Chick Corea

Chick Corea

Twenty-three Grammy awards with sixty-three nominations over a career that spans more than five decades. And amazingly, that doesn’t begin to chronicle Chelsea native Chick Corea’s prolific career in music.

Corea was born Armando Anthony Corea in 1941 and tagged with his nickname at an early age by his aunt. Like so many great musicians, he was surrounded by music growing up as his father was a jazz trumpet player who sat him in front of a piano at age four. Listening to the likes of Dizzy Gillespie, Charlie Parker and Lester Young, the bebop Chick heard early on later proved to be a true inspiration.


Formal piano lessons began at eight but not before a brief stint with the drums, which influenced his percussion-like style on the piano. His piano teacher introduced him to classical compositions, helping to further shape his approach to the instrument and generating an interest in composition and structure. As a youngster, Corea performed in a drum and bugle corps, the St. Rose Scarlet Lancers out of Chelsea.

During his teens, he started to get gigs while admiring and playing the music of local artists such as Herb Pomeroy and Horace Silver. His first major gig was performing with the legendary Cab Calloway and early on in his career he also worked alongside Stan Getz and Herbie Mann. Corea’s debut as a bandleader came in 1966 on the album Tones for Joan’s Bones. He then went into the studio in 1968 with drummer Roy Haynes to record the classic LP, Now He Sings, Now He Sobs, solidifying his reputation as a first-rate jazz pianist.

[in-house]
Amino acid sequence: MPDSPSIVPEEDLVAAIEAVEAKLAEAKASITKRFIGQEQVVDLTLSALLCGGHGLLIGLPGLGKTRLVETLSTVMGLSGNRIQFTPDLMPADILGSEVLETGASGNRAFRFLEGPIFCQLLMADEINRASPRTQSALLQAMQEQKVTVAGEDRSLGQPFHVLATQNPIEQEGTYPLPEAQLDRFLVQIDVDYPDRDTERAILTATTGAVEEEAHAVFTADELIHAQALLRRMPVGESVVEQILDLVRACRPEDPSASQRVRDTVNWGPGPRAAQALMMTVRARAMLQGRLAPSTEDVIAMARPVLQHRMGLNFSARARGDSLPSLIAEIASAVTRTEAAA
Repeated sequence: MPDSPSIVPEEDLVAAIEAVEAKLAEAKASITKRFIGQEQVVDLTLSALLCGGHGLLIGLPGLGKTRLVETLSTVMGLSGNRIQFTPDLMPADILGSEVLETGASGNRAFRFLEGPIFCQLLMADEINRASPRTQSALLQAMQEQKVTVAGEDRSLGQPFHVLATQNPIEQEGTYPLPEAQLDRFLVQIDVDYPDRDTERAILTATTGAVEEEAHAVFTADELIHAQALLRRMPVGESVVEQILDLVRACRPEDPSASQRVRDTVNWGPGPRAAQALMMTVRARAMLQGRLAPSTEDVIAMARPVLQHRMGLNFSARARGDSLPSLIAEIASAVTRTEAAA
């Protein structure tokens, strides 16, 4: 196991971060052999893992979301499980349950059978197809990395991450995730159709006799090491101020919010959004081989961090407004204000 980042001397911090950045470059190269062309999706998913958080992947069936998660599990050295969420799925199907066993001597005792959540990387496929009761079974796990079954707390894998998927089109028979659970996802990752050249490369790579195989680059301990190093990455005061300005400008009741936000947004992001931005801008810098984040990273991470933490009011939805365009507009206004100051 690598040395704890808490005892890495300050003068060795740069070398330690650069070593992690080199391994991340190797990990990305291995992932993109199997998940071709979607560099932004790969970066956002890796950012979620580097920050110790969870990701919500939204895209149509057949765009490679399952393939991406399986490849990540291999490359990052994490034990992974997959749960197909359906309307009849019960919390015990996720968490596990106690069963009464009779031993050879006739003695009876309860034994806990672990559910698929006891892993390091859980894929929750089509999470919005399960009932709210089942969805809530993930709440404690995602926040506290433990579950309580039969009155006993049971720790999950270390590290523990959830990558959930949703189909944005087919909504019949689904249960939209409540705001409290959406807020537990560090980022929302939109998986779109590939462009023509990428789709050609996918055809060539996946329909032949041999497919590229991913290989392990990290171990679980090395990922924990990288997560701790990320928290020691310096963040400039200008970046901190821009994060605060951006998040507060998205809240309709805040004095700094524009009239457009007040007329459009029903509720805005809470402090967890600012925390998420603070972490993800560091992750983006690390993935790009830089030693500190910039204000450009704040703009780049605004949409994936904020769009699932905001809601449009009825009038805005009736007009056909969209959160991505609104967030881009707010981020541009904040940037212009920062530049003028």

Corea met with Miles Davis late in 1968 and eventually replaced Herbie Hancock in his band. He went electric with Davis, playing a Fender Rhodes electric piano on 1968’s Filles de Kilimanjaro, and he also recorded the classics Bitches Brew and In a Silent Way with Davis, giving jazz a fresh new “electric” sound and direction.

In the early 1970s Corea formed Return to Forever with Stanley Clarke and by the mid-‘70s the band was entrenched in the rock-jazz fusion movement of the time. Return to Forever saw a number of line-up changes over the group’s decade together, with Al Di Meola showcasing his blazing chops on guitar at one point in the ensemble. The 1980s and ‘90s saw Corea working with a wide variety of artist friends, from Chaka Khan to Paco de Lucia, and he began one of his more famous collaborations with vibraphonist Gary Burton. Corea and Burton went on to earn six Grammys as a duo.

Corea formed The Chick Corea Elektric Band around this time with drummer Dave Weckl, saxophonist Eric Marienthal, bassist John Patitucci and guitarist Frank Gambale, with the group venturing further into the world of jazz fusion. They recorded five albums including 1986’s Elektric Band and 1991’s Beneath the Mask.


Unbound by genre and possessing limitless talent, Corea entered the classical music realm in the 2000s, recording “Corea Concerto” with the London Philharmonic along with several other classical compositions. He composed music for film soundtracks in the 2000s and again recorded with his longtime partner Burton later in the decade.

Chick Corea passed away from cancer at his home in Florida, on February 9, 2021 at age 79, leaving a tremendous body of work that speaks for itself. Above all, he was an artist who appreciated the listener and understood his impact as a musician. “What making music for people does, I’ve observed, is it stimulates what’s natural in all of us, it’s native sense, in every person,” he once said. “You don’t have to be a professional anything. All you need to do is be a living human being and open to the play of imagination.”

(by Mark Turner)

Published On: March 2, 2013